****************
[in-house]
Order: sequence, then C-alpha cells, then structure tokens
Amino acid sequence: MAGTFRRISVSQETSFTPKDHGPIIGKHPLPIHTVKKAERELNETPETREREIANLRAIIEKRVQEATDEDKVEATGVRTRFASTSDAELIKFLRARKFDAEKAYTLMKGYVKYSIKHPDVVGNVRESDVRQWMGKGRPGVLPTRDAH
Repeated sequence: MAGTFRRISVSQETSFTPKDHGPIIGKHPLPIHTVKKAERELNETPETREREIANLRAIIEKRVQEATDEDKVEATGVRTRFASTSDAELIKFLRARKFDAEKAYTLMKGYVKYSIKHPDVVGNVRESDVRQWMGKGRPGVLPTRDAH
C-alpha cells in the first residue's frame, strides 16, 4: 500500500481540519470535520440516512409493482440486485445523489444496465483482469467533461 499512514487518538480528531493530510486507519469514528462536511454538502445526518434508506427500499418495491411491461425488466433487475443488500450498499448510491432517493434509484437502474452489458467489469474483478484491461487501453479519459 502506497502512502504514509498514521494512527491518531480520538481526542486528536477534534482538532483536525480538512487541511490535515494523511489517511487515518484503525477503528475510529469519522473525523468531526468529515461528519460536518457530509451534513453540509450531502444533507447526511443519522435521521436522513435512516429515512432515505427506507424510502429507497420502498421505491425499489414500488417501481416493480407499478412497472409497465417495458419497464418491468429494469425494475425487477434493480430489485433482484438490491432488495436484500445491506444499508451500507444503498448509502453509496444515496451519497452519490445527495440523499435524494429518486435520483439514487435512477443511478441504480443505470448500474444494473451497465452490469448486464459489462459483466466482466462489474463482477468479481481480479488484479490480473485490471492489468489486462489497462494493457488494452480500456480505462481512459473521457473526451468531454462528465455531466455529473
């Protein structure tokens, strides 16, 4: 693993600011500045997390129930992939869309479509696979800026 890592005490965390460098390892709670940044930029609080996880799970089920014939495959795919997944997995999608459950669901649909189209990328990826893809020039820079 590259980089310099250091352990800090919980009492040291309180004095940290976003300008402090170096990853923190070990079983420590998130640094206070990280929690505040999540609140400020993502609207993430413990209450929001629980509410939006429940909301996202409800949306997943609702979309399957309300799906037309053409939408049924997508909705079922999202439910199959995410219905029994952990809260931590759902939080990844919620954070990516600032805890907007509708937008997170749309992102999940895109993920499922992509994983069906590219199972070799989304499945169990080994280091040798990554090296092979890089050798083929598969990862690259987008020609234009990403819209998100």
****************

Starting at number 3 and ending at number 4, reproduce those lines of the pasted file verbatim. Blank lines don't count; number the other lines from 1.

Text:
Amino acid sequence: MAGTFRRISVSQETSFTPKDHGPIIGKHPLPIHTVKKAERELNETPETREREIANLRAIIEKRVQEATDEDKVEATGVRTRFASTSDAELIKFLRARKFDAEKAYTLMKGYVKYSIKHPDVVGNVRESDVRQWMGKGRPGVLPTRDAH
Repeated sequence: MAGTFRRISVSQETSFTPKDHGPIIGKHPLPIHTVKKAERELNETPETREREIANLRAIIEKRVQEATDEDKVEATGVRTRFASTSDAELIKFLRARKFDAEKAYTLMKGYVKYSIKHPDVVGNVRESDVRQWMGKGRPGVLPTRDAH